on July 27, 2001
This book is for anyone who feels unsettled by the corporate agenda gulping up the culture of the entire world, not sparing education, the environment, local identity, etc.
With eye-opening examples, Klein informs the reader of everything from the approval of dangerous pharmaceutical products due to corporate sponsorship of universities (and the firings of whistleblowers who seek to inform the public of such dangers), to the support of authoritarian governments when it suits a corporate agenda. Witness the recent cozying up of Rupert Murdoch's media empire to the Chinese government. Censorship? Coming right up!
"No Logo", written in the late '90s, is proving to be very prescient. This week I read in the news that two teenage boys are offering their entire lives to First USA in exchange for a college education (they are becoming walking advertisements, bringing the company up in every conversation and only wearing clothing with the company logo), and that a family is offering corporations the chance to name their infant in exchange for some money to build a house. Identity has become the choice between Crest and Colgate.
on July 2, 2001
I believe the most important thing about this book, is that it does not simply rehash the "brands are evil" sort of anti-corporate dirt that has already received attention in recent publications. 'No Logo' does not, as is suggested in a review below, merely outline how scary and powerful the multinational corporations are. Rather, Klein's 'No Logo' takes this sort of discourse one step further, by outlining the wider democratic implications of globalisation. This also allows Klein to avoid a sense of futility in her descriptions of corporate earth - her humourous and incisive tone inspires the reader to become active, which I feel is particularly important in this critical economic crossroads, rather than pessimistic or suicidal.
'No Logo' is infinitely readable, entertaining and inspiring. It's one of those books that would, I feel, make the world a better place if everyone read it. That's my current mission, anyhow - it will be the default birthday present of the majority of my friends for the next year, at least.
on May 17, 2001
Often, it is those who disagree with the anti-corporate politics that quickly dismiss arguments like Klein's as purveying "liberal guilt". I believe that her book clearly provides a framework to think about relevant social issues that anyone can observe, nowhere mentioning guilt, so much as giving thought to the matter given certain evidence. Klein's position is clear, and her arguments are persuasive, but more to the point they are helpful in making sense of the world we live in.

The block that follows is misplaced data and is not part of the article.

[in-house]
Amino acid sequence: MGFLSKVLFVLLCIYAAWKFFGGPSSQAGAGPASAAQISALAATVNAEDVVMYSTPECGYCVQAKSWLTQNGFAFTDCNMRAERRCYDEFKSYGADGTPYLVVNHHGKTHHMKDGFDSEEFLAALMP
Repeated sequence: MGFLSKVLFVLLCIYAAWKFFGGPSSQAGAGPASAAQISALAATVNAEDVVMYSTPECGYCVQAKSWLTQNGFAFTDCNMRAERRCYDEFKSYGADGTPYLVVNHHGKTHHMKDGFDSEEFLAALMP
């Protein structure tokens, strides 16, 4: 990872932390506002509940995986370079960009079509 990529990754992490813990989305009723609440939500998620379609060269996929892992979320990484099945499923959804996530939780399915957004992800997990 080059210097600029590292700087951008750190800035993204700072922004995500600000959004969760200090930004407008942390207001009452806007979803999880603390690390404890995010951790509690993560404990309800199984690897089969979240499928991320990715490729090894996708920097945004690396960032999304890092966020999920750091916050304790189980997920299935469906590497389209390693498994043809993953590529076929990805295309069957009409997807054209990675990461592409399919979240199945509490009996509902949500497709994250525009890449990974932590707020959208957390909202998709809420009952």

In my reading of the book, I have found that her opinion is not that we should all stop buying stuff, nor that we should feel guilty, nor that we should hate corporations. It is the culture that we are ALL encouraging despite depression and divorce rates going up, and the quality and quantity of public spaces and discourse going down.
As a teacher, I see the hazardous and destructive qualities of our multi-national defined culture everyday with my teenage students. I see that their lives are increasingly defined in reference to the primary cultural sources that they have: the TELEVISION, and the INTERNET.
Many of the parents spend most of their time working in low-paying, low-benefit jobs with long hours. The parents, and the community work so much, having time to develop a coherent local culture is challenging.
Thus, the kids participate in the most engaging and exciting culture they are being offered.
The brand's purpose, though is not to uplift their opinions of themselves, but to highlight their what they aren't, what they lack, and then sell the brand's wares with the promise that with this brand's products come the style and confidence seen in their advertising.
What is ironic is that the critical framework Klein lays out explains many of the cultural phenomena that many "conservative" thinkers criticize in popular culture: violence, greed, and the sexualization of young adolescents in mass media publication. All of these things can be explained through the framework of advertising at any cost, branding as a no-holds-barred method of develiping culture.
Just watch the young people, who are after all the target audience of much of this global ad-based cultural shift, and decide for yourself if the global brand-culture in its current form is doing more good than harm.